New assistant police chief ready to start in Edwardsville
After 31 years of working in law enforcement, Gerry Cullumber says he still likes to keep it “old school.”
The lieutenant with the Lenexa Police Department will soon don the hat of assistant police chief in Edwardsville — a leadership position the department has been without for three years.
“I’m old school and you might think this sounds kind of … sappy, but (the city of Edwardsville) wants to do it right, and I’m very impressed by that,” Cullumber said. “I’ve been thoroughly impressed with Edwardsville from the start of the (hiring) process all the way through.”
That process started in August shortly after Mark Mathies, police and interim fire chief, brought a proposal to the Edwardsville City Council requesting the addition of two deputy fire chiefs and one assistant police chief. Mathies said the assistant police chief position has been the first priority; the fire department, he explained, already was in the capable hands of three captains with more than 60 years of experience among them. The police department, on the other hand, demands more managerial and administrative work than can adequately be handled by the department’s current staff, he said.
“It’s taken its toll,” Mathies said of work that had been delegated to sergeants three years ago after budget cuts took away two major sergeant positions. At that time, master sergeants essentially acted as assistants to the chief of police.
After the job cuts, Mathies said, the sergeants still had to keep up their normal amount of patrol work each week, in addition to the added responsibilities.
“We are just way too busy to continue that any longer,” Mathies said. “We looked at an assistant chief to take back those responsibilities.”
Cullumber said he was ready and more than happy to do so. He started his career in 1979 in the Johnson County Sheriff’s Department, and then moved in 1987 to the Lenexa department, where he has been working ever since. He says he has worked in virtually every field of law enforcement imaginable, including undercover narcotics, the detention division, road patrol, warrants and even field-training officer. He also works as an adjunct professor at Baker University School of Professional Graduate Studies, Overland Park, and Graceland University, Independence, Mo.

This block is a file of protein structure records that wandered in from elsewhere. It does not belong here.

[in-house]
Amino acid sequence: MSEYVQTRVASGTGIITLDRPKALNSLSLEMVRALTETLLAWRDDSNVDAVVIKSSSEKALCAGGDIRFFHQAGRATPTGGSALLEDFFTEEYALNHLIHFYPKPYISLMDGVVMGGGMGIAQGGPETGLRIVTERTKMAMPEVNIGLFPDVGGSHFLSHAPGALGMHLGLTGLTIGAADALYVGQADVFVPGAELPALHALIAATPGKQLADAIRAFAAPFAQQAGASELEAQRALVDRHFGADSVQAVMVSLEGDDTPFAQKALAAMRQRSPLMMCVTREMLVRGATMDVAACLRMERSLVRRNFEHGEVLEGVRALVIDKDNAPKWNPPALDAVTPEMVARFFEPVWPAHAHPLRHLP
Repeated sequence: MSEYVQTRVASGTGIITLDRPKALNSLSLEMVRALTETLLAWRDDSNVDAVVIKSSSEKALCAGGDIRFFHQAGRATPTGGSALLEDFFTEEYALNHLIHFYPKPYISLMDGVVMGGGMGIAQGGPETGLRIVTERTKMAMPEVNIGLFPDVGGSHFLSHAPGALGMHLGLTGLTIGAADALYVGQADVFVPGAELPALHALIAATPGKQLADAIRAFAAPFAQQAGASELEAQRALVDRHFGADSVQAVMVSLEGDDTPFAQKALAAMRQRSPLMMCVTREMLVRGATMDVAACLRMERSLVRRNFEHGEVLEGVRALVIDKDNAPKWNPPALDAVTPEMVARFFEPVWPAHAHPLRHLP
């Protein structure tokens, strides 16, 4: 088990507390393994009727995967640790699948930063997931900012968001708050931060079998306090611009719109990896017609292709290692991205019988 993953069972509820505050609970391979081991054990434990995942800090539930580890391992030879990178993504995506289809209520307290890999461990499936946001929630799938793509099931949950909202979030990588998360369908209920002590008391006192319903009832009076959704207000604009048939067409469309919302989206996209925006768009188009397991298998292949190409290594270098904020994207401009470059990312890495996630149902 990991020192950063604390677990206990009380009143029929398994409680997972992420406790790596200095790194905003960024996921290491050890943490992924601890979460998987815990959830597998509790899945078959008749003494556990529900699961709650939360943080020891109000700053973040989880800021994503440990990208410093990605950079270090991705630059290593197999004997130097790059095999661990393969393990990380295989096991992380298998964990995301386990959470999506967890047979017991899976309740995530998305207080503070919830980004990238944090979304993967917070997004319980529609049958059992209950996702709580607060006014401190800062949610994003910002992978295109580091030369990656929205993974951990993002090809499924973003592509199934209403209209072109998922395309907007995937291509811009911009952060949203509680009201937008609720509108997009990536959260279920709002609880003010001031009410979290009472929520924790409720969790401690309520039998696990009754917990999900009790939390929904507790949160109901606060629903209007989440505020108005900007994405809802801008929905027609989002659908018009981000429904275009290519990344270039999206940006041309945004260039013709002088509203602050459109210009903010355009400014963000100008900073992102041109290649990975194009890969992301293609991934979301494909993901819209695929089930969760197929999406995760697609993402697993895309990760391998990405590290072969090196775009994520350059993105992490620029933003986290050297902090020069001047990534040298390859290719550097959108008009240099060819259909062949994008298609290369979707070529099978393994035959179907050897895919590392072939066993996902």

“Thirty-one years of experience you cannot … buy,” Cullumber said. “I’ve done it. I’ve been through them all, through all different divisions.”
It was this versatility, Mathies said, that made Cullumber stand out among the 21 other applicants for the position.
“We were looking for someone specifically who, number one, would be a good fit in our organization, as well as who had experience in all of the things that we’re going to need this person to manage,” Mathies said, noting some of those areas include animal control, investigations and patrol operations. “And he has done all of those at some point in his career.”
Cullumber said he was looking forward to assisting Mathies and the city in helping Edwardsville to reach its full potential. He said he also wants residents to see him as someone they can talk to.
“My number one goal for me personally and for that agency is to assist Chief Mathies in getting (the city) to where he wants it to be,” Cullumber said. “I am a huge believer in maintaining a close … contact with the community. I have some ideas of what he wants, and we’re just going to help him get it there.”
Cullumber officially will become Edwardsville’s assistant police chief Jan. 3.